Wilkins, Augustus Samuel (DNB12)
WILKINS, AUGUSTUS SAMUEL (1843–1905), classical scholar, born in Enfield Road, Kingsland, London, N., on 20 Aug. 1843, was son of Samuel J. Wilkins, schoolmaster in Brixton, by his wife Mary Haslam of Thaxted, Essex. His parents were congregationalists. Educated at Bishop Stortford collegiate school, he then attended the lectures of Henry Malden [q. v.], professor of Greek, and of F. W. Newman [q. v. Suppl. I], professor of Latin, at University College, London. Entering St. John's College, Cambridge, with an open exhibition in October 1864, he became a foundation scholar in 1866, and won college prizes for English essays in 1865 and 1866, and the moral philosophy prize in 1868. He distinguished himself as a fluent speaker at the Union, and was president for Lent term, 1868. In the same year he graduated B.A. as fifth in the first class of the classical tripos. Both as an undergraduate and as a bachelor of arts he won the members' prize for the Latin essay, while his skill as a writer of English was attested by his three university prize essays—the Hulsean for 1868, the Burney for 1870, and the Hare for 1873, the respective subjects being ‘Christian and Pagan Ethics,’ ‘Phœnicia and Israel,’ and ‘National Education in Greece.’ All three were published: the first, which appeared in 1869 under the title of ‘The Light of the World,’ and quickly reached a second edition, was dedicated to James Baldwin Brown the younger [q. v.], congregational minister. The second prize essay (1871) was dedicated to James Fraser, bishop of Manchester, and the third (1873) to Connop Thirlwall, bishop of St. David's.
As a nonconformist, Wilkins was legally disqualified for a fellowship. When the religious disability was cancelled by the Tests Act of 1871, Wilkins was disqualified by marriage, nor was he helped by the removal of the second disability under the statutes of 1882, which rendered no one eligible who had taken his first degree more than ten years before.
In 1868 he took the M.A. degree in the University of London, receiving the gold medal for classics, and in the same year was appointed Latin lecturer at Owens College, Manchester, where he was promoted in the following year to the Latin professorship. For eight years he also lectured on comparative philology, and for many more he undertook the classes in Greek Testament criticism. In the University of London he was examiner in classics in 1884–6, and in Latin in 1887–90, and in 1894–9. He was highly successful as a popular lecturer on literary subjects in Manchester and in other large towns of Lancashire. He was of much service to education in Manchester outside Owens College, particularly as chairman of the Manchester Independent College, and of the council of the High School for Girls.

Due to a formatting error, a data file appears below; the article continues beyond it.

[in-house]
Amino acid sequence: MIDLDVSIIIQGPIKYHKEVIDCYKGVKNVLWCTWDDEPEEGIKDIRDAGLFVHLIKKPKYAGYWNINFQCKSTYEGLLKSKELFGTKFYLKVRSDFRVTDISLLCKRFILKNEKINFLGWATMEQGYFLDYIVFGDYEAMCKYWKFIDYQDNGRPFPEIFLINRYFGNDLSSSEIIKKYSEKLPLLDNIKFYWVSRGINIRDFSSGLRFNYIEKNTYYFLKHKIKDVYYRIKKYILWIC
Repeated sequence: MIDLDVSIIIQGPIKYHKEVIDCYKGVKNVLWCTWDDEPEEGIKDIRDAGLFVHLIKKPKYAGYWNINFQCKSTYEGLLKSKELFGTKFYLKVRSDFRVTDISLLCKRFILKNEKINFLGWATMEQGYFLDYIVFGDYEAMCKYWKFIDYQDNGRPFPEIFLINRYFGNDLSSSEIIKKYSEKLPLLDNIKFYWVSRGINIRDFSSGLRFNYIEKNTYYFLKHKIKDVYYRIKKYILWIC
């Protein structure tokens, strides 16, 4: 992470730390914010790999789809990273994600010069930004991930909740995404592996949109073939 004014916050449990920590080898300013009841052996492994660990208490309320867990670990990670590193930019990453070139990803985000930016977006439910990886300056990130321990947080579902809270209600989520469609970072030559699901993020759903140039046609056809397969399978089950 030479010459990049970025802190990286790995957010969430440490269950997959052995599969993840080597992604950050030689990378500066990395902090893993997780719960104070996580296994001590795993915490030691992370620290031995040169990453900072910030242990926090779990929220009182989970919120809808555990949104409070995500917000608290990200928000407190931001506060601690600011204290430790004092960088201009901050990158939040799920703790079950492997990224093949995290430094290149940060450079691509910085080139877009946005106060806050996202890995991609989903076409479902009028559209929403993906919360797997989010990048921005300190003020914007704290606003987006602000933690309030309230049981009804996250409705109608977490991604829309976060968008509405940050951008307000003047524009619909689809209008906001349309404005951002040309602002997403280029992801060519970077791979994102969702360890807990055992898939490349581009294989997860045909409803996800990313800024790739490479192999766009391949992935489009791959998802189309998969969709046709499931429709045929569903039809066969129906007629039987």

As professor, Wilkins proved a highly effective teacher and a valuable and stimulating member of the staff. ‘Within the college he was the unwearied champion of the claims of women to equal educational rights with men,’ and ‘an even more vigorous champion of the establishment of a theological department in the university,’ both of which causes were crowned with success. In 1903, after thirty-four years' tenure of the Latin professorship in Manchester, a weakness of the heart compelled him to resign, but he was appointed to the new and lighter office of professor of classical literature.
On 26 July 1905 he died at the seaside village of Llandrillo-yn-Rhos, in North Wales, and was buried in the cemetery of Colwyn Bay. In 1870 he married Charlotte, the second daughter of W. Field of Bishop Stortford; she survived him with a daughter and three sons. His portrait, painted by the Hon. John Collier, was presented to the University of Manchester by his friends in 1904.
As a writer Wilkins did good service by editing Cicero's rhetorical works and by introducing to English readers the results of German investigations in scholarship, philology, and ancient history. In 1868 he translated Piderit's German notes on ‘Cicero De Oratore,’ lib. i., and with E. B. England, G. Curtius's ‘Principles of Greek Etymology’ and his ‘Greek Verb.’ Wilkins's chief independent work was his full edition of ‘Cicero De Oratore,’ lib. i.–iii. (Oxford, 1879–1892). A critical edition of the text of the whole of Cicero's rhetorical works followed in 1903. He also issued compact and lucid commentaries on Cicero's ‘Speeches against Catiline’ (1871), and the speech ‘De Imperio Gnæi Pompeii’ (1879), and on Horace's ‘Epistles’ (1885); he contributed to Postgate's ‘Corpus Poëtarum Latinorum’ a critical text of the ‘Thebais’ and ‘Achilleis’ of Statius (1904); and he produced compendious primers of ‘Roman Antiquities’ (1877) and ‘Roman Literature’ (1890), the first of which was translated into French, as well as a book on Roman education (Cambridge, 1905). In the ‘Encyclopædia Britannica,’ 9th edit., he wrote on the Greek and Latin languages; in Smith's ‘Dictionary of Antiquities,’ 3rd edit., on Roman antiquities, and in ‘Companion to Greek Studies’ (Cambridge, 1904) on Greek education. He joined H. J. Roby in preparing an Elementary Latin Grammar in 1893. Wilkins dedicated his edition of the ‘De Oratore’ to the University of St. Andrews, which conferred on him an honorary degree in 1882; he received the same distinction at Dublin in 1892, and took the degree of Litt.D. at Cambridge in 1885.
[Obituary notice (with complete bibliography) by the present writer, with full extracts from other notices, in The Eagle, xxvii. (1905), 69–84; see also Miss Sara A. Burstall's The Story of the Manchester High School for Girls, 1871–1911 (1911), pp. 148 seq.]